Our analysis in Jenkins recognized that the Act of 1907 contemplated two distinct types of action, one in personam and one in rem. The first action allows a deserted wife to recover from her husband any money expended from her separate estate for the suitable maintenance and support of her children and of herself, unless the wife's conduct barred her support. See also Gessler v. Gessler, 181 Pa. Super. 357,

[ 256 Pa. Super. Page 243124]

A.2d 502 (1956); Adler v. Adler, 171 Pa. Super. 508, 90 A.2d 389 (1952). The second action created by the Act of 1907 permits a deserted wife to sue her husband in rem for future support. The court may order that the husband's real and personal property within its jurisdiction be sold to create a fund sufficient for the family's support. See also Crane v. Crane, 373 Pa. 1, 95 A.2d 199 (1953); Jones v. Jones, 344 Pa. 310, 25 A.2d 327 (1942). The facts averred in the complainant's petition will determine whether the action is a proceeding in personam to recover past expenditures made from the complainant's separate estate or a proceeding in rem to secure future support payments. The hearing court should grant relief to the extent of its power. Eldredge v. Eldredge, 128 Pa. Super. 284, 194 A. 306 (1937).

After establishing that the Act of 1907 contemplates two different types of action, our Court in Jenkins determined that an award entered in an in rem support action could not be made effective prior to the date of its entry.

"Until the adoption of the Civil Procedural Support Act, . . . which allows an order of support to be made effective from the date of the filing of the complaint, all order of support were made effective from the date of the order. See Keller v. Commonwealth, [71 Pa. 413 (1872)]; Commonwealth ex rel. Eppolito v. Eppolito, 245 Pa. Super. 93, 369 A.2d 309 (Filed November 22, 1976); Commonwealth ex rel. Bishop v. Bishop, 234 Pa. Super. 600, 341 A.2d 153 (1975); McGavic v. McGavic, 222 Pa. Super. 246, 294 A.2d 795 (1972); Commonwealth ex rel. Herman v. Herman, 97 Pa. Super. 453 (1929); Commonwealth v. MacMaster, 88 Pa. Super. 37 (1926). Although the Act of 1907 does not specify when support orders made under its authority are to be effective, it is important to remember that the Act of 1907 changes the common law disability of a wife to pursue her own support action without resort to the penal law. We are required to give narrow construction to all acts of the Legislature adopted prior to May 28, 1937, which are in derogation of the common law. Act of May 28, 1937, P.L. 1019, art. IV, § 58; 46 P.S. § 558. See Wallaesa v. Wallaesa,

[ 256 Pa. Super. Page 244174]

Pa. Super. 192, 100 A.2d 149 (1953). We must, therefore, presume that the Act of 1907 did not disturb the well-established rule that support orders were prospective from the date of the order only. Keller v. Commonwealth, supra.

We are supported in the conclusion that the Act of 1907 did not change the law regarding retroactivity of support orders by two cases which have interpreted the Act. In Jones v. Jones, 348 Pa. 411, 35 A.2d 270 (1944), a New York resident appeared specially to contest the jurisdiction of the Pennsylvania court in an action brought by his wife under the Act of 1907 to attach his interest in certain trust estates which were vested subject to divestment if he predeceased his mother. See Jones v. Jones, 344 Pa. 310, 25 A.2d 327 [1942]. After protracted litigation involving three appeals to our Supreme Court, the Court finally entered a support order and made it effective from the date of the order of the lower court from which the first appeal was taken. Citing Keller v. Commonwealth, supra; Commonwealth ex rel. Herman v. Herman, supra. Thus, in affixing the earliest possible effective date of the support order for an action brought under the Act of 1907, the Supreme Court chose to adopt the practice of prior cases brought under the criminal support statutes.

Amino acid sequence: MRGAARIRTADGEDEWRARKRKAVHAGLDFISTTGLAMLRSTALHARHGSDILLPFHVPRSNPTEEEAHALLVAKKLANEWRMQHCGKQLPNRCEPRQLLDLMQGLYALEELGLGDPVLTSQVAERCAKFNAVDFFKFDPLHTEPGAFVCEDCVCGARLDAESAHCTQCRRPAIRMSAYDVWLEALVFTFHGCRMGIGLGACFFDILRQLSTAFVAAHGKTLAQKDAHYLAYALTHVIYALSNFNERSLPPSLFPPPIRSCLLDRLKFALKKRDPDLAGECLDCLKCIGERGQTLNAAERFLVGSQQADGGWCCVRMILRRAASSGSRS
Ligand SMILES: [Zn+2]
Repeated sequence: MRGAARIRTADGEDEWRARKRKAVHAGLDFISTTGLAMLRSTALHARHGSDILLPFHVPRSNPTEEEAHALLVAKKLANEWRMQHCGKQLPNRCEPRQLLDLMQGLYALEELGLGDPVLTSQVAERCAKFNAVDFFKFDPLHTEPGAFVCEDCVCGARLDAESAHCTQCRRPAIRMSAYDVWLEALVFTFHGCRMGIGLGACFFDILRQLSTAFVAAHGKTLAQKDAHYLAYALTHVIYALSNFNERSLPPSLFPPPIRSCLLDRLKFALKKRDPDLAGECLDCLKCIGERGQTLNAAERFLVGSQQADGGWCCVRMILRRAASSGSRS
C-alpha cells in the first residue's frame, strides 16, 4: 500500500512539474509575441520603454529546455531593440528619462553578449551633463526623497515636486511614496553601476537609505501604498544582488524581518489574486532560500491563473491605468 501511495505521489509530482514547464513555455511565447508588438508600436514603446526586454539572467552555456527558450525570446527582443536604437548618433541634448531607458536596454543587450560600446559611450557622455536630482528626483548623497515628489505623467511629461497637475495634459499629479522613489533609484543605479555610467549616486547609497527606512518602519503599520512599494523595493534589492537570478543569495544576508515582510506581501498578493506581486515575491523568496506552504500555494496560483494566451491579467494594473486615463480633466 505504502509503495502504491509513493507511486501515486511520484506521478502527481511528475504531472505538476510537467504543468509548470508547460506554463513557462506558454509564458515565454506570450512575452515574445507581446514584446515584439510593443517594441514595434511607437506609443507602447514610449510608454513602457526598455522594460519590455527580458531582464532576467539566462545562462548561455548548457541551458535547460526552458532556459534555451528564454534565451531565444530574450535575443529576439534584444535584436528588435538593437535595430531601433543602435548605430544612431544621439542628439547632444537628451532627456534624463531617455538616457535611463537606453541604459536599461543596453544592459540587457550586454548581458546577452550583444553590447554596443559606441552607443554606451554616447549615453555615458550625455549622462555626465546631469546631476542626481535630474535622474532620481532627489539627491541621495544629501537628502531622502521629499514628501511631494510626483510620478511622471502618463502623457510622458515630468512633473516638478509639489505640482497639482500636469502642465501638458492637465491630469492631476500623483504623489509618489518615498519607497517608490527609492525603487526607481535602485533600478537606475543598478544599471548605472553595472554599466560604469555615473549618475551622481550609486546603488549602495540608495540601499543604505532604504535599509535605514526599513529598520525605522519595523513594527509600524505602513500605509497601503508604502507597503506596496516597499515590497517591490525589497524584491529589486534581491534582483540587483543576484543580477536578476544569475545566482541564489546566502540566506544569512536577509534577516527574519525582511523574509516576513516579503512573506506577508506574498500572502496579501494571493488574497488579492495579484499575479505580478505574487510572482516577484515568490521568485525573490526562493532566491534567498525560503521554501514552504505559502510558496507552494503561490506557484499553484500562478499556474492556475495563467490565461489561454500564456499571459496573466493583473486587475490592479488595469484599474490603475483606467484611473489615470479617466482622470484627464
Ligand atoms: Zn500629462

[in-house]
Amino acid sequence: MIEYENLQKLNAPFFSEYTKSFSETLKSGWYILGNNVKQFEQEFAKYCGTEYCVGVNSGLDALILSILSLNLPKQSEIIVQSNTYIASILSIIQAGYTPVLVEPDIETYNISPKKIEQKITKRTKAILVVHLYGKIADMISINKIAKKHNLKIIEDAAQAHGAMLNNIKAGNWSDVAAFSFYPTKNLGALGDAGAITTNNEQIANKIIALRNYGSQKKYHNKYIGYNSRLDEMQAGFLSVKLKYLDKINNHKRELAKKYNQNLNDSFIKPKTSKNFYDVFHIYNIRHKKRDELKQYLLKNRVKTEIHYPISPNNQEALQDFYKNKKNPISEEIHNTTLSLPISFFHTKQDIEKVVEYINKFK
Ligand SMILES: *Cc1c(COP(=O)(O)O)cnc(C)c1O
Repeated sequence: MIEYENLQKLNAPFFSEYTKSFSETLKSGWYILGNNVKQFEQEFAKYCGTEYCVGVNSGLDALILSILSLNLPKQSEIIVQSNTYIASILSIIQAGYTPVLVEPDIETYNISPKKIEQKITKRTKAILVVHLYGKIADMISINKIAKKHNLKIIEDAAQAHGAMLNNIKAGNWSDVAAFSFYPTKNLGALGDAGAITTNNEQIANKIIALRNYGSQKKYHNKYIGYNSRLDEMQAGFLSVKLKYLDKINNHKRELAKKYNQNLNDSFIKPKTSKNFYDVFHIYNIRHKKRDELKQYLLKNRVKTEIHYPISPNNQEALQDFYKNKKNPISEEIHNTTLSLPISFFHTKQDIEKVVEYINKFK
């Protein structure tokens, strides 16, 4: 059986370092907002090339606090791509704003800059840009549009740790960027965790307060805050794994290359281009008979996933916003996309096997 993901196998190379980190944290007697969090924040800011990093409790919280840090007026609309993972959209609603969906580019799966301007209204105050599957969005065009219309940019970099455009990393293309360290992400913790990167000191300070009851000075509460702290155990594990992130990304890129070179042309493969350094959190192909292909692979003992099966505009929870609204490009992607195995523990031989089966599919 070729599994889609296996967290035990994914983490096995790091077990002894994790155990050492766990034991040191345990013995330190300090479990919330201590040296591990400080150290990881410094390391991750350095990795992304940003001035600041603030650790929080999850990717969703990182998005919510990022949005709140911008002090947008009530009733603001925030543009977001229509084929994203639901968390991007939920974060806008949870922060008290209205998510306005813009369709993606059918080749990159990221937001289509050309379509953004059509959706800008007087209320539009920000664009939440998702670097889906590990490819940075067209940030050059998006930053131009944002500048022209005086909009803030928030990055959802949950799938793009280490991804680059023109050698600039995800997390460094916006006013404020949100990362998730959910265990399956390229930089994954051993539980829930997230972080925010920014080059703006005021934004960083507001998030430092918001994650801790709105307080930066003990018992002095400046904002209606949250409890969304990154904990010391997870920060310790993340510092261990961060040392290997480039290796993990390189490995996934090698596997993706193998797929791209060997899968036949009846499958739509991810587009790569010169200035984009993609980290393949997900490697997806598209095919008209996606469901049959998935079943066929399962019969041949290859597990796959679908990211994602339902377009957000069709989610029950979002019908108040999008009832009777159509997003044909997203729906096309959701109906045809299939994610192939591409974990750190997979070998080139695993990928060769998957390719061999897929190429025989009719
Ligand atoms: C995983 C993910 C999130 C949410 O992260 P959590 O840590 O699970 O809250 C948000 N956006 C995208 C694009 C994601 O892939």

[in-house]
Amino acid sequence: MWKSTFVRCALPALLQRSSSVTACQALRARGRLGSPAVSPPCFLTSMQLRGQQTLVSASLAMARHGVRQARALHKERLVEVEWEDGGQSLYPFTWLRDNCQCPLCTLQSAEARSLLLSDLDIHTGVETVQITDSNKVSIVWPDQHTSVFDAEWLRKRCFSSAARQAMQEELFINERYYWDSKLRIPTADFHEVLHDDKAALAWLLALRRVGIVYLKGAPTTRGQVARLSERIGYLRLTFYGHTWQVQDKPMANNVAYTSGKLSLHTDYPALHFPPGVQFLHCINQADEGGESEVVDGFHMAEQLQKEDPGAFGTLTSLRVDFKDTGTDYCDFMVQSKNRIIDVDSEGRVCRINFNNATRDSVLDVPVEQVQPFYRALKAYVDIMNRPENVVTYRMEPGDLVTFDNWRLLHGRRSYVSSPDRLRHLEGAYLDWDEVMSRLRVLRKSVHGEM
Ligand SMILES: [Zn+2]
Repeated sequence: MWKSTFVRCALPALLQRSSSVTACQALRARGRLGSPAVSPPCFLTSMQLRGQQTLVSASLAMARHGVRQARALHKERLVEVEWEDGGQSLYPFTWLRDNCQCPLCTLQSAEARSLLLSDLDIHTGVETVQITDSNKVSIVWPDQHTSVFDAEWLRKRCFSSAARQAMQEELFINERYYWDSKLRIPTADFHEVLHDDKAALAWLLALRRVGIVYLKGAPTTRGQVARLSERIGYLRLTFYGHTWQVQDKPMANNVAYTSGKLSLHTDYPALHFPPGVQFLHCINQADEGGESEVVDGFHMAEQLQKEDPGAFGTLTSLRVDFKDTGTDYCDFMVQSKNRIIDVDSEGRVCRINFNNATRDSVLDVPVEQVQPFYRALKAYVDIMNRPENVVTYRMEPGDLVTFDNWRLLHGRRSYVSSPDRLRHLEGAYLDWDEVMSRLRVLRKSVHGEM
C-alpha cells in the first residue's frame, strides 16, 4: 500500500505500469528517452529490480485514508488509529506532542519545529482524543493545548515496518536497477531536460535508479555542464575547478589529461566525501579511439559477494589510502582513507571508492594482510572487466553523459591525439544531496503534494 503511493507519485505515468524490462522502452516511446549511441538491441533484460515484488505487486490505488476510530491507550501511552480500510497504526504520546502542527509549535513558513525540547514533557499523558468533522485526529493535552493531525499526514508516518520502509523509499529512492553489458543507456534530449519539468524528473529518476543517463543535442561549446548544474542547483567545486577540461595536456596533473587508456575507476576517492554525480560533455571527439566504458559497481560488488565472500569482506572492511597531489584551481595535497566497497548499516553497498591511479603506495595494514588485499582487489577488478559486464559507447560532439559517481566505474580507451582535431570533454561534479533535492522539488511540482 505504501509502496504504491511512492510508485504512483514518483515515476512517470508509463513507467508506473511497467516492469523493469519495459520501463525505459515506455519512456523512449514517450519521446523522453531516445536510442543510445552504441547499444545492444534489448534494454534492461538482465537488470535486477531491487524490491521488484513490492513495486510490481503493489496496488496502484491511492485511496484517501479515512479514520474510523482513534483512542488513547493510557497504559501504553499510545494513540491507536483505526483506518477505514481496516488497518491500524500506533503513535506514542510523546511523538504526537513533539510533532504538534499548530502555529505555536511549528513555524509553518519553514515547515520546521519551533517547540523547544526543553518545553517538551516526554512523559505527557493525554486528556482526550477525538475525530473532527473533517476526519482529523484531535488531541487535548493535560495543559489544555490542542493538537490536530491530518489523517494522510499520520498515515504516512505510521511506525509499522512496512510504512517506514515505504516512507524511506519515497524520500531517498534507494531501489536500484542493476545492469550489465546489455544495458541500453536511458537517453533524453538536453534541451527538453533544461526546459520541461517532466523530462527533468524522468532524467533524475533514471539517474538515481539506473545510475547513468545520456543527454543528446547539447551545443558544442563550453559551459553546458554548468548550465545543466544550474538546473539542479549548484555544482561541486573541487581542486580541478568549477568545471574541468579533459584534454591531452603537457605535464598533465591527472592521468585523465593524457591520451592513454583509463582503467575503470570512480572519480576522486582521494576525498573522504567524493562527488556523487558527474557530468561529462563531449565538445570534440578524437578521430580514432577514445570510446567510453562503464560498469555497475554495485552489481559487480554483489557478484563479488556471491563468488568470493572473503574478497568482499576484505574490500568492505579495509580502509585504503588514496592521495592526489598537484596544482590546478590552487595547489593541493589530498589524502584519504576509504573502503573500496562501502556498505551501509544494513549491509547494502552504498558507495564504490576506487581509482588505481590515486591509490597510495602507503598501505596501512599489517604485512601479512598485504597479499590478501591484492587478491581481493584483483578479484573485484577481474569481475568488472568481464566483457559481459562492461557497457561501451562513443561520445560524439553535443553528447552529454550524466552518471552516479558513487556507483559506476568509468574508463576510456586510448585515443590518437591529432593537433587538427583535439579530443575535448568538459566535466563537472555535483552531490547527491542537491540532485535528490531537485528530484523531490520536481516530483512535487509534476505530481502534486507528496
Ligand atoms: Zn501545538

"In Gessler v. Gessler, supra 181 Pa. Super. at 361, 124 A.2d at 505, our Court recognized that '[s]section 2 of the Act of 1907 provides for an action in rem against the husband's property in a proceeding for future "suitable maintenance" of the wife; it does not prescribe the procedure for the collection of the value of necessaries which had been supplied for the support of the wife and minor children.' (Emphasis in original). The Court clearly characterized the two actions authorized by the Act as an action for future support and an action for past expenditures. We, therefore, conclude that to the extent that a court characterizes an action brought under the Act of 1907 as one for support, an award may be granted only prospectively from the date of the order. Cf. Jones v. Jones, supra; Gessler v. Gessler, supra."

[ 256 Pa. Super. Page 245]

(Footnote omitted). Supra 246 Pa. Super. at 462, 371 A.2d at 928-29. See also Norris v. Norris, 63 D & C 2d 239 (1974).*fn9

Appellee seeks to distinguish Jenkins because her action is in equity rather than in assumpsit. However, we believe that this distinction does not make a difference under the Act of 1907. The legislature enacted this statute against a firmly established common law backdrop which mandated that all support orders be prospective from the date of the order. We may not presume that the legislature intended to deviate from this well-established principle. See The Act of May 28, 1937, supra. Furthermore, Jenkins' reliance on Jones v. Jones, 348 Pa. 411, 35 A.2d 270 (1944), an equity proceeding, is particularly instructive. In sum, by providing for equity jurisdiction in the Act of 1907, the legislature created procedural equitable rights, such as attachment of a husband's property in an in rem action, but did not expand the court's power to include the awarding of retroactive support. See MacDougall v. MacDougall, 397 Pa. 340, 155 A.2d 358 (1940); Norris v. Norris, supra.*fn10